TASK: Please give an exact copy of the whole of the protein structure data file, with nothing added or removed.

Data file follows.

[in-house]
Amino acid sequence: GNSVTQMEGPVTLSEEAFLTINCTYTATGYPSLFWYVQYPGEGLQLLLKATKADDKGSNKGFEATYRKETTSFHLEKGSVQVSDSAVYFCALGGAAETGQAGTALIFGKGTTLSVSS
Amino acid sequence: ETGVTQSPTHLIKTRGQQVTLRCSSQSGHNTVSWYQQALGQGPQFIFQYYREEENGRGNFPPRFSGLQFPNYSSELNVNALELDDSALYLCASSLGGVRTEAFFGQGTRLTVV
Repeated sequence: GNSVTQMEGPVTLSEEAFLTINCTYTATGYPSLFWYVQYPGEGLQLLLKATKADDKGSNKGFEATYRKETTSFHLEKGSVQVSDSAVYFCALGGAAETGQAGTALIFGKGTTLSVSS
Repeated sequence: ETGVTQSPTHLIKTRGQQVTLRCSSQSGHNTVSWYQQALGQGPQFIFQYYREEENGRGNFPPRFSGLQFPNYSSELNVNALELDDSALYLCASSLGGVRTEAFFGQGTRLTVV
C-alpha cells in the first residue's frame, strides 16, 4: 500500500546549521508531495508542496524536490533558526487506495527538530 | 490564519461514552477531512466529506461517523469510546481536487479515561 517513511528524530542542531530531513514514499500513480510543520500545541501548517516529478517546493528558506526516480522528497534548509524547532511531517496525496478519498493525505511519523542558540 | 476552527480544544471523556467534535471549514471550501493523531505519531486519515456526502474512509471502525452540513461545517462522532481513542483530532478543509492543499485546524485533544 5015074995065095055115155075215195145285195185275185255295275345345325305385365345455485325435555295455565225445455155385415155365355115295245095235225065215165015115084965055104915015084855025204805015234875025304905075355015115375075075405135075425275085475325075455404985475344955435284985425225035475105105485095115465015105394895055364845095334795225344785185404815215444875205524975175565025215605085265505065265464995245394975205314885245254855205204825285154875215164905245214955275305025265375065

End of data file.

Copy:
[in-house]
Amino acid sequence: GNSVTQMEGPVTLSEEAFLTINCTYTATGYPSLFWYVQYPGEGLQLLLKATKADDKGSNKGFEATYRKETTSFHLEKGSVQVSDSAVYFCALGGAAETGQAGTALIFGKGTTLSVSS
Amino acid sequence: ETGVTQSPTHLIKTRGQQVTLRCSSQSGHNTVSWYQQALGQGPQFIFQYYREEENGRGNFPPRFSGLQFPNYSSELNVNALELDDSALYLCASSLGGVRTEAFFGQGTRLTVV
Repeated sequence: GNSVTQMEGPVTLSEEAFLTINCTYTATGYPSLFWYVQYPGEGLQLLLKATKADDKGSNKGFEATYRKETTSFHLEKGSVQVSDSAVYFCALGGAAETGQAGTALIFGKGTTLSVSS
Repeated sequence: ETGVTQSPTHLIKTRGQQVTLRCSSQSGHNTVSWYQQALGQGPQFIFQYYREEENGRGNFPPRFSGLQFPNYSSELNVNALELDDSALYLCASSLGGVRTEAFFGQGTRLTVV
C-alpha cells in the first residue's frame, strides 16, 4: 500500500546549521508531495508542496524536490533558526487506495527538530 | 490564519461514552477531512466529506461517523469510546481536487479515561 517513511528524530542542531530531513514514499500513480510543520500545541501548517516529478517546493528558506526516480522528497534548509524547532511531517496525496478519498493525505511519523542558540 | 476552527480544544471523556467534535471549514471550501493523531505519531486519515456526502474512509471502525452540513461545517462522532481513542483530532478543509492543499485546524485533544 5015074995065095055115155075215195145285195185275185255295275345345325305385365345455485325435555295455565225445455155385415155365355115295245095235225065215165015115084965055104915015084855025204805015234875025304905075355015115375075075405135075425275085475325075455404985475344955435284985425225035475105105485095115465015105394895055364845095334795225344785185404815215444875205524975175565025215605085265505065265464995245394975205314885245254855205204825285154875215164905245214955275305025265375065